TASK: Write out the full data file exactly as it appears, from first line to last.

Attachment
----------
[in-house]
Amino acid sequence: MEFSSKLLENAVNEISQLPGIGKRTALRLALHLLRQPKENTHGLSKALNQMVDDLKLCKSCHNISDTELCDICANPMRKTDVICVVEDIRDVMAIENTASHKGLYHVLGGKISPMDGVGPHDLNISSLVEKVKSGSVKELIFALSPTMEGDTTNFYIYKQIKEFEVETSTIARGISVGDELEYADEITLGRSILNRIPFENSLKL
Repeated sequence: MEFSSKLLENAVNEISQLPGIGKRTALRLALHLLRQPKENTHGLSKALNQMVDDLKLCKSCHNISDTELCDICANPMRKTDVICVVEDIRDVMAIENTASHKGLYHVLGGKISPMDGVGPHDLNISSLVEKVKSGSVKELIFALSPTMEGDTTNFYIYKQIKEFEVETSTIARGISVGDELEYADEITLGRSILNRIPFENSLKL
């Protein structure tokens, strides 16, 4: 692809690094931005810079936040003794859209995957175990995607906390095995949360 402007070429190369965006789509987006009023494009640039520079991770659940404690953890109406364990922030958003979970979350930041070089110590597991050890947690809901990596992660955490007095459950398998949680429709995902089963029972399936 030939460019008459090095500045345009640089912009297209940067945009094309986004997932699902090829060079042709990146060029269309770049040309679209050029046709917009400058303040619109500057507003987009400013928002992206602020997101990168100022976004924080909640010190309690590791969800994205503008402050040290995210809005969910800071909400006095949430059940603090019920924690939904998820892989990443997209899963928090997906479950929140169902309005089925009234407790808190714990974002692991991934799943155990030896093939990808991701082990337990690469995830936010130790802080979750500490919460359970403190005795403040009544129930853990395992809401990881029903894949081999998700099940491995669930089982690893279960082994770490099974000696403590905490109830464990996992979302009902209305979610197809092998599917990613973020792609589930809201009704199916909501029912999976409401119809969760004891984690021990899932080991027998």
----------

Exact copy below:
[in-house]
Amino acid sequence: MEFSSKLLENAVNEISQLPGIGKRTALRLALHLLRQPKENTHGLSKALNQMVDDLKLCKSCHNISDTELCDICANPMRKTDVICVVEDIRDVMAIENTASHKGLYHVLGGKISPMDGVGPHDLNISSLVEKVKSGSVKELIFALSPTMEGDTTNFYIYKQIKEFEVETSTIARGISVGDELEYADEITLGRSILNRIPFENSLKL
Repeated sequence: MEFSSKLLENAVNEISQLPGIGKRTALRLALHLLRQPKENTHGLSKALNQMVDDLKLCKSCHNISDTELCDICANPMRKTDVICVVEDIRDVMAIENTASHKGLYHVLGGKISPMDGVGPHDLNISSLVEKVKSGSVKELIFALSPTMEGDTTNFYIYKQIKEFEVETSTIARGISVGDELEYADEITLGRSILNRIPFENSLKL
């Protein structure tokens, strides 16, 4: 692809690094931005810079936040003794859209995957175990995607906390095995949360 402007070429190369965006789509987006009023494009640039520079991770659940404690953890109406364990922030958003979970979350930041070089110590597991050890947690809901990596992660955490007095459950398998949680429709995902089963029972399936 030939460019008459090095500045345009640089912009297209940067945009094309986004997932699902090829060079042709990146060029269309770049040309679209050029046709917009400058303040619109500057507003987009400013928002992206602020997101990168100022976004924080909640010190309690590791969800994205503008402050040290995210809005969910800071909400006095949430059940603090019920924690939904998820892989990443997209899963928090997906479950929140169902309005089925009234407790808190714990974002692991991934799943155990030896093939990808991701082990337990690469995830936010130790802080979750500490919460359970403190005795403040009544129930853990395992809401990881029903894949081999998700099940491995669930089982690893279960082994770490099974000696403590905490109830464990996992979302009902209305979610197809092998599917990613973020792609589930809201009704199916909501029912999976409401119809969760004891984690021990899932080991027998």